Stephen, the larger sites, if they're smart, will build their traction and retention by acquiring either the brains or the existing solutions that will protect their intellectual property and market share while giving users the ability to use their content flexibly.

Then along came Dan Farber's post, "Birthing pains in the colonization of the social web," on cnet.com, to which I made the following comment.

Dan, how do we know that the big social networks aren't giving users
what they want? How do we know there is a mainstream need for open
identity, data portability and apple pie? If it were profitable to be
open, I think we all know that the for-profit entities would be all
over the entire spectrum, from openness to portability. Any chance they
know something we do not?
Either way, companies in the space of creating networks and serving
them need to put the mainstream user first. You do that by
understanding what that user values — not what you think they might
value.
Thank you for the thought-provoking post. Mary

Saw this piece by Tim Bull and this one by Chris Saad, one of the founders of The Dataportability Project and its most assertive evangelist.  And Bob Ngu's blog, which addresses technology in a way that many mainstream users can understand.

Posted this comment to Fred Wilson regarding a piece he did for thestandard.com.  He was referring to last week's podcast by the Gillmor Gang and the key points made by the participants.  My compliments to Mr Wilson on being able to distill any conclusions from that podcast.  Yikes.  Without them, I wouldn't have thought of this response.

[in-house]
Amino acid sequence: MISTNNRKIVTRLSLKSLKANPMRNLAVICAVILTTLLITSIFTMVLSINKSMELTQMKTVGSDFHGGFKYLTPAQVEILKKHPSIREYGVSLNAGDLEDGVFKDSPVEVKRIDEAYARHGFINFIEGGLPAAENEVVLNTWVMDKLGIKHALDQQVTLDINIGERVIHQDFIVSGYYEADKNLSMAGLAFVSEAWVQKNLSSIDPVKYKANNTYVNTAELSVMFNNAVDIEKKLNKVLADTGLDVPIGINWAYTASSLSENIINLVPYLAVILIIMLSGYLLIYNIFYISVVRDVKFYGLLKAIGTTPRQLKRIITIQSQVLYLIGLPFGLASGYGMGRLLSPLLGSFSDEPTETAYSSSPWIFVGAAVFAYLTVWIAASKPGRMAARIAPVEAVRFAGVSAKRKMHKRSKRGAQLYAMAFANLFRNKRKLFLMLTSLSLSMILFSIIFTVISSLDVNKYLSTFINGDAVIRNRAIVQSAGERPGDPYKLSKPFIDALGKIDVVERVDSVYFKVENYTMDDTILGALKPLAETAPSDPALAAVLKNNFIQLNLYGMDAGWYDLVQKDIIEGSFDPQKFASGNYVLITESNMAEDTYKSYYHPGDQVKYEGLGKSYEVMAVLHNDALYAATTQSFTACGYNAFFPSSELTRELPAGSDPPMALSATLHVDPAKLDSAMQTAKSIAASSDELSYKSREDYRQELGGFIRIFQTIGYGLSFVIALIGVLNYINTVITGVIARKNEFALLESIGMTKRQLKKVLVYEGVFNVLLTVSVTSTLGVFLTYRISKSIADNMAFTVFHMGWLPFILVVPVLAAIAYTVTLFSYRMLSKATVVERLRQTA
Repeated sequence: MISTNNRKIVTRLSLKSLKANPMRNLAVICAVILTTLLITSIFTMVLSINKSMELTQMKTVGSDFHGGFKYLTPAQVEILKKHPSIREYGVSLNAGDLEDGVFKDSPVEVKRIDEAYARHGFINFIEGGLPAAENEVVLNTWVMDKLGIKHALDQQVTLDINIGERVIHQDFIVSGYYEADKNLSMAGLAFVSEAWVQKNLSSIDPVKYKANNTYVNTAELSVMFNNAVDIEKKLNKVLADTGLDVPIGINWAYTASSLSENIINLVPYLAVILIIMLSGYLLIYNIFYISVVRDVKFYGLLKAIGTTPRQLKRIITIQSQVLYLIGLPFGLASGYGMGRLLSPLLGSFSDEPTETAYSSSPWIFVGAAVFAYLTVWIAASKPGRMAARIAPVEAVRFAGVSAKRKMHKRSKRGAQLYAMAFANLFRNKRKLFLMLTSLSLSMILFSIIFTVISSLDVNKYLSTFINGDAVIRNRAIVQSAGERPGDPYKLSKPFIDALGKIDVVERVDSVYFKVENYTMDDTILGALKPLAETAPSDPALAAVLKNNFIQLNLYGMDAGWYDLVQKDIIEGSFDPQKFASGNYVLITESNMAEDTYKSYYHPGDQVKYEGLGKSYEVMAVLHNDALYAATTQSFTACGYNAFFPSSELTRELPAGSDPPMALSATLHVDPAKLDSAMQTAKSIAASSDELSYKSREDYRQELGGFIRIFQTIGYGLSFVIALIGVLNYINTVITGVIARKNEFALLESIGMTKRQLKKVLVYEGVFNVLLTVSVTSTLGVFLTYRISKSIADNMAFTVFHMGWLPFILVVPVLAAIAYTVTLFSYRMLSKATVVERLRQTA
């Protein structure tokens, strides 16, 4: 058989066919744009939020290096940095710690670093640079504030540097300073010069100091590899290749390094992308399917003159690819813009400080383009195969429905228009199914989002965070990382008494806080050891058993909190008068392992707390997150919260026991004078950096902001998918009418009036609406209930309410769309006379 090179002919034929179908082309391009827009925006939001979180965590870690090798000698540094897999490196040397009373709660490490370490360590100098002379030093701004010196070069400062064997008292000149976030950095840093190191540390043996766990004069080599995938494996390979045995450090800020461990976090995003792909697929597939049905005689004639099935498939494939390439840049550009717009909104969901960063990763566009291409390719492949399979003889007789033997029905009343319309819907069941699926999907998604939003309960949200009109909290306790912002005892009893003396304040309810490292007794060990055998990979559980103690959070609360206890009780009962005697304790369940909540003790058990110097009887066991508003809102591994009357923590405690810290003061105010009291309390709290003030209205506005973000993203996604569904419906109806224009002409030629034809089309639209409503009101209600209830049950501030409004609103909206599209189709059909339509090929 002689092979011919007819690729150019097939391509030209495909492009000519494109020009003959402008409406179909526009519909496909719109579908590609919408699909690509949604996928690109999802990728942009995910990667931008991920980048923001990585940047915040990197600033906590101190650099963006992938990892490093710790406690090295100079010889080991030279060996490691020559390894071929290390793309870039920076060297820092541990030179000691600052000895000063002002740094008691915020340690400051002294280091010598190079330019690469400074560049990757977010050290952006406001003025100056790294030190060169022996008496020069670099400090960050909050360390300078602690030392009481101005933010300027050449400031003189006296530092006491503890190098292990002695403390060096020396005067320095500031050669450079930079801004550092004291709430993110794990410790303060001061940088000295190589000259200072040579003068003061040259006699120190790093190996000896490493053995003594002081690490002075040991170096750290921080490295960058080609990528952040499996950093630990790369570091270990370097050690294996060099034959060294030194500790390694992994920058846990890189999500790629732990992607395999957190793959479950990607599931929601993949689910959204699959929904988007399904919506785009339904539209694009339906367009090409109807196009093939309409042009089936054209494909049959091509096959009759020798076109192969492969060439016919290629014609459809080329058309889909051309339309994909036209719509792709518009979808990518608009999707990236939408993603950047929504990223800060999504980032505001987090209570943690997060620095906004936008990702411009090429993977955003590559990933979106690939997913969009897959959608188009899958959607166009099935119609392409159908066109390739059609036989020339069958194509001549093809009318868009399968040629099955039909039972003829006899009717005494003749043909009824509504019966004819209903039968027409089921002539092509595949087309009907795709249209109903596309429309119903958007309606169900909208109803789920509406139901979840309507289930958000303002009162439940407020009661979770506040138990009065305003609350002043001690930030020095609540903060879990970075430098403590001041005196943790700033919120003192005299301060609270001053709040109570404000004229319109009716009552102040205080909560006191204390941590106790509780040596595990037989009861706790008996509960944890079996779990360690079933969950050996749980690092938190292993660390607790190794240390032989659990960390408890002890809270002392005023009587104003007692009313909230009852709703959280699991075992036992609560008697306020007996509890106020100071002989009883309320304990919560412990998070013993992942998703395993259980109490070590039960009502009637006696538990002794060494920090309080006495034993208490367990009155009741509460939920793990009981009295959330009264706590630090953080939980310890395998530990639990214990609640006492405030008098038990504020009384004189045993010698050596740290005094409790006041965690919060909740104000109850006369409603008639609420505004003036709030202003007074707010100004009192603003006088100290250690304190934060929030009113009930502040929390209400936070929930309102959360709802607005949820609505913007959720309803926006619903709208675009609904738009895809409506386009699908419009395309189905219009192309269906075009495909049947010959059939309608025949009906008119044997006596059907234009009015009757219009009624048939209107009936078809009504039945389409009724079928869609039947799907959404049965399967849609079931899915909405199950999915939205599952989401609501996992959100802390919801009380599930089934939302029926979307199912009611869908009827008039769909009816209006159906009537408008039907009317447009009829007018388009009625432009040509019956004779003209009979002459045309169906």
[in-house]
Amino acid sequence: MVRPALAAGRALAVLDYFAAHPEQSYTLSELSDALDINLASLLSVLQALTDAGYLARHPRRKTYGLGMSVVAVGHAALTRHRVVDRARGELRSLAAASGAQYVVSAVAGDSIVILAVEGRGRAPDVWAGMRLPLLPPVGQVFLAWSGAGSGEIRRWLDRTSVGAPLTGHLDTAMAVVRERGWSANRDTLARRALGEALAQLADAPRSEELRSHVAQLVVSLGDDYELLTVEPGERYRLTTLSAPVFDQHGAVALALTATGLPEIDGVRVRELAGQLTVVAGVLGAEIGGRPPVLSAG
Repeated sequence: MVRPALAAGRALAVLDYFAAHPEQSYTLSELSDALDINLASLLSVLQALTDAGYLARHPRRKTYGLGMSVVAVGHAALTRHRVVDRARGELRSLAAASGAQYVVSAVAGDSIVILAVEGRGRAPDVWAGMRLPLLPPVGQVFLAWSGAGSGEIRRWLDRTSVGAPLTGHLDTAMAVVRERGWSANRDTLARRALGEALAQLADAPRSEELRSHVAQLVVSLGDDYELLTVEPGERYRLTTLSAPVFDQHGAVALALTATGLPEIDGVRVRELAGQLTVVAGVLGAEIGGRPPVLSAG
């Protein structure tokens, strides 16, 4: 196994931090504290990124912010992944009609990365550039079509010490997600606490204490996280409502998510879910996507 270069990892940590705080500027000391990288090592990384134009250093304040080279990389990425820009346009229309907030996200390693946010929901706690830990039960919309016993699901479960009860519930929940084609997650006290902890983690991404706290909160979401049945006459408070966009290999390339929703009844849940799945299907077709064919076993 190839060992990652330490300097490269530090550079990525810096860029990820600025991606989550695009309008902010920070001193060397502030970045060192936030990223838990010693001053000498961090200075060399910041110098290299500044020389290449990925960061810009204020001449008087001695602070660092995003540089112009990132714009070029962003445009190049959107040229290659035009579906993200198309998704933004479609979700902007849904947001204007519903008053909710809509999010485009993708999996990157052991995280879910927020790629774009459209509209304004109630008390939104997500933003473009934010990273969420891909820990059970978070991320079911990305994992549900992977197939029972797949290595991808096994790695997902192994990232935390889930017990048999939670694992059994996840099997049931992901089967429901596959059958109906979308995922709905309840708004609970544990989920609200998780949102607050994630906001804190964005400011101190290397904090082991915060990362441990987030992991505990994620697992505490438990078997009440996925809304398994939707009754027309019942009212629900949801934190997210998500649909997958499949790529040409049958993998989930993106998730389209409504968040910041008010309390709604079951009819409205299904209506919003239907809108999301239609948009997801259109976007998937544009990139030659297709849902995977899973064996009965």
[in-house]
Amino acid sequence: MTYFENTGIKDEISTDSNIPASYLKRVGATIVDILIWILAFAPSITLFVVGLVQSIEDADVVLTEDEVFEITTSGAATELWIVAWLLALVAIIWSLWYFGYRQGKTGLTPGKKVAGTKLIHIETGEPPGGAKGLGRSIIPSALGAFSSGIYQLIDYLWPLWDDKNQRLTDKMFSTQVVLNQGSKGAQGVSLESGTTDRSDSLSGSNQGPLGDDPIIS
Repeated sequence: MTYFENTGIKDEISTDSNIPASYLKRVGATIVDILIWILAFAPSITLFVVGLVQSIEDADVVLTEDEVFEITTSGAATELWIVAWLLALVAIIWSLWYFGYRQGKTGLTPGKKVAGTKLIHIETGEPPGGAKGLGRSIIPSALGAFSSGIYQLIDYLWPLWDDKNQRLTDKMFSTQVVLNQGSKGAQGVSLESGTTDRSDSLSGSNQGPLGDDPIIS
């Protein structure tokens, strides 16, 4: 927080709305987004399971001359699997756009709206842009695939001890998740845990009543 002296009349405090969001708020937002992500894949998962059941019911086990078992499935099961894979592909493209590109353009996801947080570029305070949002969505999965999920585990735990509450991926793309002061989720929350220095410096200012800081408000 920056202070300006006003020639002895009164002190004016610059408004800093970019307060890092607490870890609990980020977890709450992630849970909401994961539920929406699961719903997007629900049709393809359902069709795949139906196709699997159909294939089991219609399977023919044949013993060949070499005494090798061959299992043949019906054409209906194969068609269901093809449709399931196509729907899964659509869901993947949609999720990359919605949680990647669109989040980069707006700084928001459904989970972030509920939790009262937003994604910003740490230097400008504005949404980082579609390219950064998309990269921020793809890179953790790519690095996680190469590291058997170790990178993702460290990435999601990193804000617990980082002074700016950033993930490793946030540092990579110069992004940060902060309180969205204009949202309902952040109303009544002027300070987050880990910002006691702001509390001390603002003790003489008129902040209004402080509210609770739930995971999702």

Whether the user owns
the tree is not important unless the user thinks it is. And telling the
user that the network makes a lot of money transporting his data is not
enough to make most users storm the gates. In fact, they LIKE to feel a
connection to the kid in flip-flops who hit it big.

These networks are competitors. Please tell us something we don't know.

Moving user data is "gonna happen" only if users demand it. So far,
the only users demanding it live in zipcodes beginning with 94. And
their direct influence over the mainstream user is unmeasured so far.

There are startups that already give users the flexibility and
access they want without taking the data off the networks. Those
startups will be ripe for the picking within six months.

Yes, sir, you are absolutely right. It's the experience that counts.
Not the plumbing, nor the pseudo-arguments, nor the posturing, nor the
pontificating. If I were an engineer, I'd try to figure out a way to
make data portable in the way the user defines it. That's the next stop
on the gravy train.

Then Marshall Kirkpatrick wrote this really great piece for
ReadWriteWeb.  He addresses the question of where portable data could
add value to the culture and business of an enterprise — the impact of
data portability on economics.

There are so many aspects of data portability, and so many solutions
and opinions being thrown into the mix, that our tech community has
come very close to losing perspective.  But I'm thinking the tide has
turned.  Time to articulate the value chain.